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Old 06-10-04, 04:31 PM
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5/4 mahogany can in fact cup and warp.

Find a colored/coated screw that will match thw wood, preferably a #2 square drive deck screw and you won't be stripping the heads like phillips. Just put 'em in flush not sunk.

fred
 
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Old 06-11-04, 12:47 PM
amyswagart
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I'm so glad I found this forum, but now I've got to ask yet ANOTHER question.....sorry!

I'm now concerend I didn't purchase quality screws! I bought them at HomeDepot (can't remember the name) but they came in a clear plastic tub with a green lid (25# for $75 I think). I bought the green coated ones but you could also buy a gold'ish color. Do they make other colors as well? Neither the gold or the green matched very well with the walnut so I just went with the darker of the two.

Is there a particular brand you recommend that has a more options then the green and gold?
 
  #8  
Old 06-18-04, 07:10 AM
brian7972
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Ok, after speaking with 4 other people in my area who build decks, 3 out of 4 of them recommended virtually the same thing... 2.5" stainless steel ring shank nails, 2 per board, not toed in. I went and looked at a deck one of these guys did 6 years ago and it's still beautiful. So, I've changed my mind (again) and have arranged for a nail gun to be delivered tomorrow AM.

HOWEVER, we just got 1" of rain last night and it's fairly cool and drier today. Should I wait to nail the boards down ? (I was planning on doing that tomorrow). Should I wait until late Sunday or Monday?

Thanks.....!
 
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Old 06-18-04, 07:37 AM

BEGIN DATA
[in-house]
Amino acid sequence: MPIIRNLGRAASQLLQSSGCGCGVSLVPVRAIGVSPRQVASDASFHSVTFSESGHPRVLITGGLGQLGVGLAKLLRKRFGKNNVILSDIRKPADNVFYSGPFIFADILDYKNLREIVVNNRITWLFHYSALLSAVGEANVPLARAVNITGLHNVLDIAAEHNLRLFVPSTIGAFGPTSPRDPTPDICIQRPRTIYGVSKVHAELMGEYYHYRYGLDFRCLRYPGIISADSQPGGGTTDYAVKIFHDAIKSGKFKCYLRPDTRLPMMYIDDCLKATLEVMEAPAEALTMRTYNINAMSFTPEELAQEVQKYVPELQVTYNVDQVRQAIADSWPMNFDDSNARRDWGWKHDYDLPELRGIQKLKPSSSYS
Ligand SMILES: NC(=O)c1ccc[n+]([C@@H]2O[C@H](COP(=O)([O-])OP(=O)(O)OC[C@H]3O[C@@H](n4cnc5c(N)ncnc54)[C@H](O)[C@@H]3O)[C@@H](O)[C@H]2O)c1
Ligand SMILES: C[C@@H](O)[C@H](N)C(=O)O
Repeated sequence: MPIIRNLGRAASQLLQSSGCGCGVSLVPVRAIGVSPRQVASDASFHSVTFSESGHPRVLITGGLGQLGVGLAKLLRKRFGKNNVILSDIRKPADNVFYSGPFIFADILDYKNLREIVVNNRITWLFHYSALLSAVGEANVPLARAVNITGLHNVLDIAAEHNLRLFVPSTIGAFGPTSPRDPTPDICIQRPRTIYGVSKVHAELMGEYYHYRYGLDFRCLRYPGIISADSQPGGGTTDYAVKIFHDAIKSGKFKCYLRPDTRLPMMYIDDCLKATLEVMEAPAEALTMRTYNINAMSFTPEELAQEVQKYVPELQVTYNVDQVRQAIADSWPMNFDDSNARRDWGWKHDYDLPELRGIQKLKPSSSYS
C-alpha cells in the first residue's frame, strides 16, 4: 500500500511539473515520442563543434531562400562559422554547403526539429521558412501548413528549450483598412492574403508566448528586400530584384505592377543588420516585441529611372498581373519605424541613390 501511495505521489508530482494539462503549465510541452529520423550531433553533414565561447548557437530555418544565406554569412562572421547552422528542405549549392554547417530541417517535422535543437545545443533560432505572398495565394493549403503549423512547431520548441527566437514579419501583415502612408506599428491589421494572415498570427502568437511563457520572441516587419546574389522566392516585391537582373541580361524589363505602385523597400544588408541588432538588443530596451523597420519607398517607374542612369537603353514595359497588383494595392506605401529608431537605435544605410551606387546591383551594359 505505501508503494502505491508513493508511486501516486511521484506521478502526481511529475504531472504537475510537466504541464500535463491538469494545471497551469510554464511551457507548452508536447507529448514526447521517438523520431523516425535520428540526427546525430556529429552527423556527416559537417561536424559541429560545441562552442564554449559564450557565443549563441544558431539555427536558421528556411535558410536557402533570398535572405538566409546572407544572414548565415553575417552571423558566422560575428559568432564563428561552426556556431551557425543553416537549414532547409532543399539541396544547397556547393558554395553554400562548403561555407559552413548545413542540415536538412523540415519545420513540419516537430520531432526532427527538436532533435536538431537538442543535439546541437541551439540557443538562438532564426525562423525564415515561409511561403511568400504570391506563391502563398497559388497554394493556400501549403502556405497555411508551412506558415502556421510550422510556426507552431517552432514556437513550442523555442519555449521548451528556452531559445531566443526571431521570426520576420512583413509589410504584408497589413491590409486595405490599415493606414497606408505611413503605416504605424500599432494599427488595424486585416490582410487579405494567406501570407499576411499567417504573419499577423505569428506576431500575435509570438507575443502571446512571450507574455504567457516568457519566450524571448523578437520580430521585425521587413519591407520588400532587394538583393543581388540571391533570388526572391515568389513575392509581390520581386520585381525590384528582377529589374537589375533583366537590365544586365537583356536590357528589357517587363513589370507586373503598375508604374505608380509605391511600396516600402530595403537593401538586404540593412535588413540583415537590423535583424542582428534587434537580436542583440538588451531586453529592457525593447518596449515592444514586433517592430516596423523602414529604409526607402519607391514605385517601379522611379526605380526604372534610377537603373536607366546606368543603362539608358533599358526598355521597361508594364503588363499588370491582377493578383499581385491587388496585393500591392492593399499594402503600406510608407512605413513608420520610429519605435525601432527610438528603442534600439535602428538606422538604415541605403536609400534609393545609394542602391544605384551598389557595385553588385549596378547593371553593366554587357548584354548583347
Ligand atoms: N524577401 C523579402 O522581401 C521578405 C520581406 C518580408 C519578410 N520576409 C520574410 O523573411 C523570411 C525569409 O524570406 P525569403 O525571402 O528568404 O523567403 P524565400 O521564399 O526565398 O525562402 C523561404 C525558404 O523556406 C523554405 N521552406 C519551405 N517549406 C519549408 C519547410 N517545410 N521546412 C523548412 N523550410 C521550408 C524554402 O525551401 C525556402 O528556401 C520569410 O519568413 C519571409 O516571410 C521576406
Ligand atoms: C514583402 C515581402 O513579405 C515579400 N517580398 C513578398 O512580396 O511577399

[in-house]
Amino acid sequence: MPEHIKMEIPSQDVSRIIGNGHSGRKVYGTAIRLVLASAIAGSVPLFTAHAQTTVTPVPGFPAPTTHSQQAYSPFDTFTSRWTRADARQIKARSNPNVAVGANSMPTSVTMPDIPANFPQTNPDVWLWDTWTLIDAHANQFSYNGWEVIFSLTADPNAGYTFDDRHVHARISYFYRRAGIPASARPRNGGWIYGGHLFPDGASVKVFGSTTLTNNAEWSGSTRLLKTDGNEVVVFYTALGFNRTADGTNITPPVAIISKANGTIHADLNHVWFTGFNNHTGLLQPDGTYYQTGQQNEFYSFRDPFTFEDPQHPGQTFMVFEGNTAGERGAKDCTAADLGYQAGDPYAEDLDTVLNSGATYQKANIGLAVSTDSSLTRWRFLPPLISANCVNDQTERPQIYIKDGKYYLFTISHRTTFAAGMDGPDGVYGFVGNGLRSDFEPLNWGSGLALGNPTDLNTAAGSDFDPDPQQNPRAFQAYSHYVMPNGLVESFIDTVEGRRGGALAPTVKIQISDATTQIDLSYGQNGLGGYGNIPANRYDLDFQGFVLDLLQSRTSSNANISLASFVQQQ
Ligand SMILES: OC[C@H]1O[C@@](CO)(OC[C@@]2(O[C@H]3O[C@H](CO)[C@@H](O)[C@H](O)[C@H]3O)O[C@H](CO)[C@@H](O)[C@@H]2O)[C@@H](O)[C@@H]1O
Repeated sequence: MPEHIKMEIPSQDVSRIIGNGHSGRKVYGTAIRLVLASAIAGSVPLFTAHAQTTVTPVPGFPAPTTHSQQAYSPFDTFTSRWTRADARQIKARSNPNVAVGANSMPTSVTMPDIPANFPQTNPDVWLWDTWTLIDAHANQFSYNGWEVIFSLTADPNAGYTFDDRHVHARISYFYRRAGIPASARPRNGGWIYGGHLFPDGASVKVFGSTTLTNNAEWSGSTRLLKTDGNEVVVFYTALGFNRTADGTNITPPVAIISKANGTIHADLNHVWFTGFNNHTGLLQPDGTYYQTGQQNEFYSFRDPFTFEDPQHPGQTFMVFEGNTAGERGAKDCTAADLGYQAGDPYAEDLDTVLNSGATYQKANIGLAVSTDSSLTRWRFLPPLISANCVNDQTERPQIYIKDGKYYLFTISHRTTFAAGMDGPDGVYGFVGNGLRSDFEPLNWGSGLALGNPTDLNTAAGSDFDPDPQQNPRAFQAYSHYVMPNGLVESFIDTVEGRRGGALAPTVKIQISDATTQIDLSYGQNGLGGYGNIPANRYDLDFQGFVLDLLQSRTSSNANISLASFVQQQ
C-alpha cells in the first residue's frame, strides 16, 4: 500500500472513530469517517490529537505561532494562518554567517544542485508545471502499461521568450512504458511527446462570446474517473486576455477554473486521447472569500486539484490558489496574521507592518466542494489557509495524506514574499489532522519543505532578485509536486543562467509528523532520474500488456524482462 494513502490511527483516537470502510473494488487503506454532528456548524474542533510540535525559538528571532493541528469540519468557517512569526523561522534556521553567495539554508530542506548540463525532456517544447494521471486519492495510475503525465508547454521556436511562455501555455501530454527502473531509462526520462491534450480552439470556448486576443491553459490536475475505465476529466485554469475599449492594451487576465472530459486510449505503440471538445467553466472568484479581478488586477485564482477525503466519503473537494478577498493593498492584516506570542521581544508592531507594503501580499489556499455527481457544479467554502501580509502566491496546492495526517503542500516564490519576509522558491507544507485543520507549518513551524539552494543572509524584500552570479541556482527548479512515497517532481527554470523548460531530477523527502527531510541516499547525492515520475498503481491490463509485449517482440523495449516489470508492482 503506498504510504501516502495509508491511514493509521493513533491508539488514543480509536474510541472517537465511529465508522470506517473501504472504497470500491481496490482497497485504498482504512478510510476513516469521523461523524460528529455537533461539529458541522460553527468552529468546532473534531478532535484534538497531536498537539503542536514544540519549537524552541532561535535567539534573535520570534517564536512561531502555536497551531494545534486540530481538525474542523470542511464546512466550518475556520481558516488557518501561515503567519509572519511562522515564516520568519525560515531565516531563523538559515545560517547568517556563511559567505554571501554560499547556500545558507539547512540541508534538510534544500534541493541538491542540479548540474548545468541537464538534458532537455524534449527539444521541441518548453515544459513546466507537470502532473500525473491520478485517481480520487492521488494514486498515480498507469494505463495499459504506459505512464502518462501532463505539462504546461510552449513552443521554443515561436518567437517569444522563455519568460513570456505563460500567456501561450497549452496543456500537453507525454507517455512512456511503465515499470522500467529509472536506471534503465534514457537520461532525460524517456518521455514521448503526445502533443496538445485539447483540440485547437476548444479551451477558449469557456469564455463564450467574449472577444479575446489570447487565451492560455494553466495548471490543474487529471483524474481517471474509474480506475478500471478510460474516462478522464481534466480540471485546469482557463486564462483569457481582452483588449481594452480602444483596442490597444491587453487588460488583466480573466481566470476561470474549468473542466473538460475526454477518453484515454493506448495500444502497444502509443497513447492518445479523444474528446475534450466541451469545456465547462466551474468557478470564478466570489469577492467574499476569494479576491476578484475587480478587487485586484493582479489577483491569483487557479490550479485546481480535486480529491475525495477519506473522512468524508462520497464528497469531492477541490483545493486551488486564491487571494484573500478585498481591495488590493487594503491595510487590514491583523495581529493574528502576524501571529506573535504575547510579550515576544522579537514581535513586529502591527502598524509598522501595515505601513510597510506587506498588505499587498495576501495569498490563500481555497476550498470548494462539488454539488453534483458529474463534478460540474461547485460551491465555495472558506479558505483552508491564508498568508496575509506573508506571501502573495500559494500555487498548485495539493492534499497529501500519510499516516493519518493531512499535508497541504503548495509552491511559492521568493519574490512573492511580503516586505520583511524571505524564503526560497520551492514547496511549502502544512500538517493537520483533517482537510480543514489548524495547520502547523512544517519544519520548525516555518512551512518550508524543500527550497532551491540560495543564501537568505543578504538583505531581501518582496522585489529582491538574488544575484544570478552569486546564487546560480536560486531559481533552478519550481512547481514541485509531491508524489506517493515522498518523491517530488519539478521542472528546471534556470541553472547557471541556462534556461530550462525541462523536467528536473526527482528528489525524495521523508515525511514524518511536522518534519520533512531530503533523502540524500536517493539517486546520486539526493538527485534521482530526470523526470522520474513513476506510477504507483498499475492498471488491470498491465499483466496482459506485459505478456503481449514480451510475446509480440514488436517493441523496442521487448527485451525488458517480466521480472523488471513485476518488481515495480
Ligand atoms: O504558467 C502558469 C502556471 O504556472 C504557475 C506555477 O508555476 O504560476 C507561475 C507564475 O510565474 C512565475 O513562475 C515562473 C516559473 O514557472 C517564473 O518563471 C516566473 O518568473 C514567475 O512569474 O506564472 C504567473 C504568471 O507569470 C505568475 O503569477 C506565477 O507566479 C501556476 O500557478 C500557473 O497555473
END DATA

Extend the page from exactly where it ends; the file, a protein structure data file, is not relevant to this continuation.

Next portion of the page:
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That's about right!

Three out of four people who build decks can't afford a good screw gun, or are won't take the time to build a deck properly.

my last post on this topic,
fred
 
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Old 06-18-04, 08:04 PM
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Or they think decks that are screwed are exactly that. There is nothing wrong with using ringshank or screw nails on a deck. Nails have been used and proven long before screws were even on the market. Next someone will suggest building houses with screws too...
 
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Old 06-18-04, 11:19 PM
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Hellrazor,

You are right -- nails WERE around long before screws. (Model "A"s were around long before my DuraMax, too). Ringshank nails -- that's about the same a '55 Chevy in this whole thing, with the stovebolt small block. An impovement, but how do they stack up TODAY??

Screw the deck. That's today's technology. 20 or 30 years from now somebody WILL have a better system.
 
  #12  
Old 06-19-04, 10:08 AM
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The difference is, nails are still being produced and used daily. The only difference now is the use of green wet treated lumber that twists. I buy kiln dried pressure treat, costs more but doesn't end up looking like it should have been a long bow.